Hoover’s bureau is at first toothless; not allowed by law to make arrests or carry firearms, they function mainly in an advisory capacity and aren’t taken too seriously in the law enforcement community. Hoover recruits men he feels will be above reproach both morally and professionally, including Clyde Tolson (Hammer), a young man that Hoover fancies. However, homosexuality is completely taboo back then and if Hoover has feelings for Tolson, he must hide them well.

Not only from the bureau but from his mother (Dench) who tells him she would rather have a dead son than a live daffodil, referring  to the nickname of a gay acquaintance of the family who killed himself after being outted. Hoover lives with his overbearing mother even though he is the chief of an important bureau in Washington.

Once prohibition begins, the age of the gangster commences. Hoover turns his attention from anarchists and communists to gangsters who are not only running around lawless (and escaping justice by crossing state lines) but have captured the popular imagination. Hoover demands and gets legislation that allows his FBI officers broader powers, including the power to make arrests and carry firearms. When Hoover is criticized for not having personally arrested anyone, he stages arrests to make it look like he was the agent in charge when in reality he was just showing up for the press cameras after the dangerous work was done.

The kidnapping of the son of Charles Lindbergh (Lucas) becomes a game changer. Hoover endures the ridicule of supercilious cops (Mulroney) and watches them bungle the investigation, refusing to use the modern investigative techniques that Hoover (to his credit) was instituting at the FBI. Of course, history records the fate of the Lindbergh baby but it was the FBI who arrested Bruno Hauptmann (Herriman) for the crime.

Eastwood makes clear that Hoover used the tragedy to further his own agenda, which in particular allowed the FBI to be in charge of a central repository of fingerprints . He also used it as publicity to establish the FBI as an organization to be admired; a series of comic books came out portraying Hoover as an action hero, taking down criminals himself (when in fact he did not).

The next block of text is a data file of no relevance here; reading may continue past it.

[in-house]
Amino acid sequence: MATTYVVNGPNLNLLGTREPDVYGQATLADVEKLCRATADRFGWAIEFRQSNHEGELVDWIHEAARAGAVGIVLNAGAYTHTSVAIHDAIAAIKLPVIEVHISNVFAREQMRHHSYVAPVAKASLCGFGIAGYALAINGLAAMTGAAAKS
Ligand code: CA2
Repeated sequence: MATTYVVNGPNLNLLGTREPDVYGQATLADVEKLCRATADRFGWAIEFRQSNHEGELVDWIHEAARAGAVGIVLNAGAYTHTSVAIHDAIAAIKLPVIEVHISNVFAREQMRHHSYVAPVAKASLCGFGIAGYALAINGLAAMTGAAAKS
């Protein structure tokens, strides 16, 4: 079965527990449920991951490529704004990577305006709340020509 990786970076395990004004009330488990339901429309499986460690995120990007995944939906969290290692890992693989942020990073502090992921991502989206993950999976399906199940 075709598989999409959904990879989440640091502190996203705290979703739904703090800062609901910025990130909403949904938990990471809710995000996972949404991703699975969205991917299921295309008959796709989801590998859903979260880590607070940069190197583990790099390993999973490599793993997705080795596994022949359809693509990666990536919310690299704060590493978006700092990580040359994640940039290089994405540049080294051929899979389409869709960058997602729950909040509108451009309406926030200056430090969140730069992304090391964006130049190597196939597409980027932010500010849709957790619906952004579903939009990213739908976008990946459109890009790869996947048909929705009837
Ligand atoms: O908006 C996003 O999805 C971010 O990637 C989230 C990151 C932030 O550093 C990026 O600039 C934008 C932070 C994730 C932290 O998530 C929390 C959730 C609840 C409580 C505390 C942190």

It was about this time that Hoover began keeping private files on public figures, including Eleanor Roosevelt, which he used as potential sources of blackmail to get what he wanted but also to keep an eye on people he considered subversive. Those files would cover figures from politicians to Presidents, actors to musicians, writers to journalists and go well into the 1970s.

The movie deals with Hoover’s private life gingerly, including the rumors of cross-dressing and homosexuality, both of which are disputed to this day. Eastwood intimates that both were in the background but never really acted upon.

The movie is long (but then again it deals with a 50 year career in the public eye) and it drags a bit towards the end. Some critics have complained that Eastwood doesn’t give Hoover an excoriation for his abuses of power (which I think was unnecessary – there have been plenty of calling to accounts for Hoover to render another one unnecessary) and that the old age make-up used by Hammer and di Caprio were distracting (which I found untrue).

After a subpar effort with Hereafter Eastwood returns to form with a potential Oscar contender. Di Caprio delivers a powerful performance that has to be considered an early entry into the Best Actor race. He makes Hoover relatable and human in some ways, while enigmatic and unapproachable in others. He never demystifies Hoover but never makes him a demagogue either. He is a man with an agenda, one which mostly involved cementing his own power, authority and position. He was also a man who yearned for acceptance and admiration.